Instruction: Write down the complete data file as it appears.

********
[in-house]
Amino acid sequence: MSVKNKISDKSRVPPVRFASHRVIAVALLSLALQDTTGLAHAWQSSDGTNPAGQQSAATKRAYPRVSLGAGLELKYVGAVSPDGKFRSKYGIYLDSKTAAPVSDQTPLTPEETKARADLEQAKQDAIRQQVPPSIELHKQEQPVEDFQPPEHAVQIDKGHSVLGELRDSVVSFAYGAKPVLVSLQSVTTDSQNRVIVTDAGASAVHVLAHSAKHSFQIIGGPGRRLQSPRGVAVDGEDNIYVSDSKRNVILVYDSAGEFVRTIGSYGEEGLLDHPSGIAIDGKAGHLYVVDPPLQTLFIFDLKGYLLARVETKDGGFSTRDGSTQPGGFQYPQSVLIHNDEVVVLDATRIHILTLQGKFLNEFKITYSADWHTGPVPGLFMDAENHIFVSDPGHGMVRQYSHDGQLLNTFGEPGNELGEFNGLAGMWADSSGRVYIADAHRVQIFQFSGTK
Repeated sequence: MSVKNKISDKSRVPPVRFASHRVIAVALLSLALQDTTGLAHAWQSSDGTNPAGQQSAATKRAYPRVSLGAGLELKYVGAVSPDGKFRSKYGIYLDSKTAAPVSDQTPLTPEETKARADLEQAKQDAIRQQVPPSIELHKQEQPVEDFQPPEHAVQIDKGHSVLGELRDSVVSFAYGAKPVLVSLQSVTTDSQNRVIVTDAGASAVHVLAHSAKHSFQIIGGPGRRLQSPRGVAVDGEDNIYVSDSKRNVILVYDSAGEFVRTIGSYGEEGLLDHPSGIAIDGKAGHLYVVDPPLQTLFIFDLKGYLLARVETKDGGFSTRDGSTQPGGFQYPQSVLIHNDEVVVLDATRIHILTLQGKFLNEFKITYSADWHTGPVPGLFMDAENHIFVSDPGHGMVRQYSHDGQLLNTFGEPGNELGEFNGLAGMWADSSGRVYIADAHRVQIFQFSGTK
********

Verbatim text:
[in-house]
Amino acid sequence: MSVKNKISDKSRVPPVRFASHRVIAVALLSLALQDTTGLAHAWQSSDGTNPAGQQSAATKRAYPRVSLGAGLELKYVGAVSPDGKFRSKYGIYLDSKTAAPVSDQTPLTPEETKARADLEQAKQDAIRQQVPPSIELHKQEQPVEDFQPPEHAVQIDKGHSVLGELRDSVVSFAYGAKPVLVSLQSVTTDSQNRVIVTDAGASAVHVLAHSAKHSFQIIGGPGRRLQSPRGVAVDGEDNIYVSDSKRNVILVYDSAGEFVRTIGSYGEEGLLDHPSGIAIDGKAGHLYVVDPPLQTLFIFDLKGYLLARVETKDGGFSTRDGSTQPGGFQYPQSVLIHNDEVVVLDATRIHILTLQGKFLNEFKITYSADWHTGPVPGLFMDAENHIFVSDPGHGMVRQYSHDGQLLNTFGEPGNELGEFNGLAGMWADSSGRVYIADAHRVQIFQFSGTK
Repeated sequence: MSVKNKISDKSRVPPVRFASHRVIAVALLSLALQDTTGLAHAWQSSDGTNPAGQQSAATKRAYPRVSLGAGLELKYVGAVSPDGKFRSKYGIYLDSKTAAPVSDQTPLTPEETKARADLEQAKQDAIRQQVPPSIELHKQEQPVEDFQPPEHAVQIDKGHSVLGELRDSVVSFAYGAKPVLVSLQSVTTDSQNRVIVTDAGASAVHVLAHSAKHSFQIIGGPGRRLQSPRGVAVDGEDNIYVSDSKRNVILVYDSAGEFVRTIGSYGEEGLLDHPSGIAIDGKAGHLYVVDPPLQTLFIFDLKGYLLARVETKDGGFSTRDGSTQPGGFQYPQSVLIHNDEVVVLDATRIHILTLQGKFLNEFKITYSADWHTGPVPGLFMDAENHIFVSDPGHGMVRQYSHDGQLLNTFGEPGNELGEFNGLAGMWADSSGRVYIADAHRVQIFQFSGTK